The Logan Gazette, Logan Iowa
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I had not heard the term shoat before, I looked it up it is a young hog that has just been weaned.

For you non farm people:
As for the hogs…they farrowed or were to give birth in April.
Coming fresh means a cow or heifer will give birth and then produce milk.  Milk Cows freshen after they have been dried up in preparation to give birth, heifers have never been bred before so they will freshen after they give birth.   Most milk cows are allowed their calf only a short time, it is put in a pen with other calves and fed with a special pail…a pail with an teat on it.  I used to feed the calves on the farm, those calves are pretty aggressive they will suck on your hands or your clothing anything that they think will give milk.

Free Lunch now that is one way to get people to the farm and keep them happy!
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17 comments:

  1. Farm auctions sometimes were so sad as the farmer had died. Other times in our area the family was moving to Florida. The ones I use to visit when I was living in far southern Iowa were usually the changing of hands of the property as people retired. My dad's auction was a big mistake being in the middle of winter and had a low attendance.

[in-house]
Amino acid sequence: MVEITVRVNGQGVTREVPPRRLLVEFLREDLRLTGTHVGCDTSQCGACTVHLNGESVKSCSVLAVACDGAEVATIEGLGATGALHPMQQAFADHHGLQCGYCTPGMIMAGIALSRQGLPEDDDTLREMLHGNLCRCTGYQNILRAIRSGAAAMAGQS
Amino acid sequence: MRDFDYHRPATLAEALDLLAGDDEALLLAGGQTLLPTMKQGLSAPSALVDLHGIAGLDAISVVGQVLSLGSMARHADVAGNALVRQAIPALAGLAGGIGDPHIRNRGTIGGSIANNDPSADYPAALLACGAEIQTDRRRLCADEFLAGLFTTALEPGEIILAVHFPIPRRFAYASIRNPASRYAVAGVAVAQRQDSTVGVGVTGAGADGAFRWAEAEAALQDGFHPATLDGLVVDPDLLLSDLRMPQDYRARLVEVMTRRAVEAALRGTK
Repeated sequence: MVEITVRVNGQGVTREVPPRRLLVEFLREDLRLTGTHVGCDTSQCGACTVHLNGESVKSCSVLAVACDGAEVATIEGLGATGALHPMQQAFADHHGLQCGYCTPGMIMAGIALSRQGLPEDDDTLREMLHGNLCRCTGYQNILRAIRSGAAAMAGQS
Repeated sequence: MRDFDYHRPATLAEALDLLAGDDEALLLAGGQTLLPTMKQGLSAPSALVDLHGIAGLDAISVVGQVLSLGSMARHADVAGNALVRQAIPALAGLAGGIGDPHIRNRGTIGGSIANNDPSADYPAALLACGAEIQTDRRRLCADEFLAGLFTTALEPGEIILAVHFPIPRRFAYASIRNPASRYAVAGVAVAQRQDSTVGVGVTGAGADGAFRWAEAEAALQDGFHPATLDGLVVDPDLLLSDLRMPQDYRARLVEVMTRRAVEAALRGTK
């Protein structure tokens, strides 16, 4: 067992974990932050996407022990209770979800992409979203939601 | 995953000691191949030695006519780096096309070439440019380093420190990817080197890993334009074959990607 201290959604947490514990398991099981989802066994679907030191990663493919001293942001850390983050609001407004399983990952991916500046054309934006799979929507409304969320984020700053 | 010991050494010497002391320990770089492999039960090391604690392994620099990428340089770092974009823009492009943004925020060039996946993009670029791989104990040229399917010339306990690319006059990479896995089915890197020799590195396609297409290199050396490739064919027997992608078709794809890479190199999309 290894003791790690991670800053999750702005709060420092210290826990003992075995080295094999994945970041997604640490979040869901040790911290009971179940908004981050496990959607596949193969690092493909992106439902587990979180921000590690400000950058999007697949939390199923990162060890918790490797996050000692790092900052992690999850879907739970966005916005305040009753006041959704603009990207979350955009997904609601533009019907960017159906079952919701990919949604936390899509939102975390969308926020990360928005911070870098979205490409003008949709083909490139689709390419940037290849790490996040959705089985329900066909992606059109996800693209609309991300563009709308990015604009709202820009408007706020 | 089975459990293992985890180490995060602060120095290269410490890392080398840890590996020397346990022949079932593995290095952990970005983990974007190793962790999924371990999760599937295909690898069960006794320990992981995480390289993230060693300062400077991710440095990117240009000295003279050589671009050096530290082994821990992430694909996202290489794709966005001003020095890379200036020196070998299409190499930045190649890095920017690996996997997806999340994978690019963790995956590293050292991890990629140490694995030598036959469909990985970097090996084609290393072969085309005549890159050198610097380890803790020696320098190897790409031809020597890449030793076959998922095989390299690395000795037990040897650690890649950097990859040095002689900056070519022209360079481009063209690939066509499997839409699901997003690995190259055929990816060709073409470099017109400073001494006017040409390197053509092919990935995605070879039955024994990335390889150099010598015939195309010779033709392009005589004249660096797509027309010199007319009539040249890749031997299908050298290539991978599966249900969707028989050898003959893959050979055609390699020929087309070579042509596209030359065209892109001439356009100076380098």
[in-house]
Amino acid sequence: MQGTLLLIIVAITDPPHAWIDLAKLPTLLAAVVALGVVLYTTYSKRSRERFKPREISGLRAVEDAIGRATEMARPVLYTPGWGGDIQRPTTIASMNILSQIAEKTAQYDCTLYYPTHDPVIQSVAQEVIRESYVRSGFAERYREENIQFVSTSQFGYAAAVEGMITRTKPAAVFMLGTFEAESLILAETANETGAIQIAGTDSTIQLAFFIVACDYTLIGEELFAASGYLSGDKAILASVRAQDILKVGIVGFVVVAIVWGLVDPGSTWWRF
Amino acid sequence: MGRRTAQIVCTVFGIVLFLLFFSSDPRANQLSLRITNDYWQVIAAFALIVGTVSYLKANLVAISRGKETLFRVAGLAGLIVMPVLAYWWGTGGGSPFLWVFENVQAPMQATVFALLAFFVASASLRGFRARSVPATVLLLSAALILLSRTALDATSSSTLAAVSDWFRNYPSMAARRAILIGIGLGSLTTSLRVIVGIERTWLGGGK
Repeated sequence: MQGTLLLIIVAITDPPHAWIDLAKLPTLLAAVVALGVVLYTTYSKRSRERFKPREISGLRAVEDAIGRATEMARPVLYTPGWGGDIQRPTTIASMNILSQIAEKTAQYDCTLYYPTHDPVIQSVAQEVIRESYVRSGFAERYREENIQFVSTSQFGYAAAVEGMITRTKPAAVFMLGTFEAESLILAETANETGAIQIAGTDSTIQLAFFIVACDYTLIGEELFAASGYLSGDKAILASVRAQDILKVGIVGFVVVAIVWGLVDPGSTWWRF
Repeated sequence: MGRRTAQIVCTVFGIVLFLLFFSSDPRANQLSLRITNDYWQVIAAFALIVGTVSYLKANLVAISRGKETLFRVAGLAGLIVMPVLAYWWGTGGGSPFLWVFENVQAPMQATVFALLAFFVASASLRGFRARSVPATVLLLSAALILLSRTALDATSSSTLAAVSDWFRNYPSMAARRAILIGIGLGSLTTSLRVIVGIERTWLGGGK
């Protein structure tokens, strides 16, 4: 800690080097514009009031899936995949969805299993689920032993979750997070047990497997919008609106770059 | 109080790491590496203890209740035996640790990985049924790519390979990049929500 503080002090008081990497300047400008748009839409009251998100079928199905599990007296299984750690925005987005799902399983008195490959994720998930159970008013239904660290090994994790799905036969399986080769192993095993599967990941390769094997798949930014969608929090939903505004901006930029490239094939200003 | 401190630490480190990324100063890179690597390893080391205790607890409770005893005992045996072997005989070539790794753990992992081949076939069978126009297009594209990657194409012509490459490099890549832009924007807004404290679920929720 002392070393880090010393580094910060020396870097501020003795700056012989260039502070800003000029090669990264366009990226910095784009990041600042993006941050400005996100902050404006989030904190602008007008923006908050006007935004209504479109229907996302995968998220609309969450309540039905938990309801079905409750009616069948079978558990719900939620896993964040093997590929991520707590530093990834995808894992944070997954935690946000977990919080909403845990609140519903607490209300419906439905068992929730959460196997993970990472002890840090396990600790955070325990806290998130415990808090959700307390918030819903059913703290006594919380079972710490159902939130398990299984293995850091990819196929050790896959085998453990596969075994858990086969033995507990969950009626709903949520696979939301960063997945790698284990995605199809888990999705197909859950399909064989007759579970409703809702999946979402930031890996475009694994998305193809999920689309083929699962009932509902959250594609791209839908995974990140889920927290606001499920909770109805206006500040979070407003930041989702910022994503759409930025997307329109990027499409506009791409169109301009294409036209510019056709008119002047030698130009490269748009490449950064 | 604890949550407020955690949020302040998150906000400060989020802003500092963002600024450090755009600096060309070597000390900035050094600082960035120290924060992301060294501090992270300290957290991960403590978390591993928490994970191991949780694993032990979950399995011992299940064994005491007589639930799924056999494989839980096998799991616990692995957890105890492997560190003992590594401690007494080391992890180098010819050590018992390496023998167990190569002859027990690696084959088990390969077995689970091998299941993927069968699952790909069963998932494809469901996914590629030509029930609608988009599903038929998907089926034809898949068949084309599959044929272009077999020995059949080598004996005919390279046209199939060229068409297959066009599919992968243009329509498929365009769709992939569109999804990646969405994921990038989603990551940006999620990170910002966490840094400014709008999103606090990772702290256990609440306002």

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  2. What an interesting piece of history you have! And I thought it was touching to read that they moved to be closer to their daughters. Wonder what they served for the free lunch . . .

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  3. I reread the add and 100 bushels of potatoes was a surprise for me. We only grew potatoes to keep the family feed but I wonder if they fed them out to livestock.

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  4. What a find! Those auctions were an event for the neighbors, and so sad for the family wandering around, watching their possessions pass on for a pittance. My father-in-law's farm equipment was sold that way and it was like a big reunion of all who ever knew the family, not just the ones who came to buy.

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  5. Those Percheron's were BIG horses!!!!

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  6. Interesting find! How wonderful you have those old family documents.

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  7. What a wonderful piece of history- sad to give up the farm, but it does give you an insider view to the farm life. Very sweet to move closer to their kids- I think today alot of retired people travel and then come back home to be close to family. Back then it seems the kids often left the farm life. I know my dad did. He joined the air force. He told me once he just couldn't see picking cotton for the rest of his life.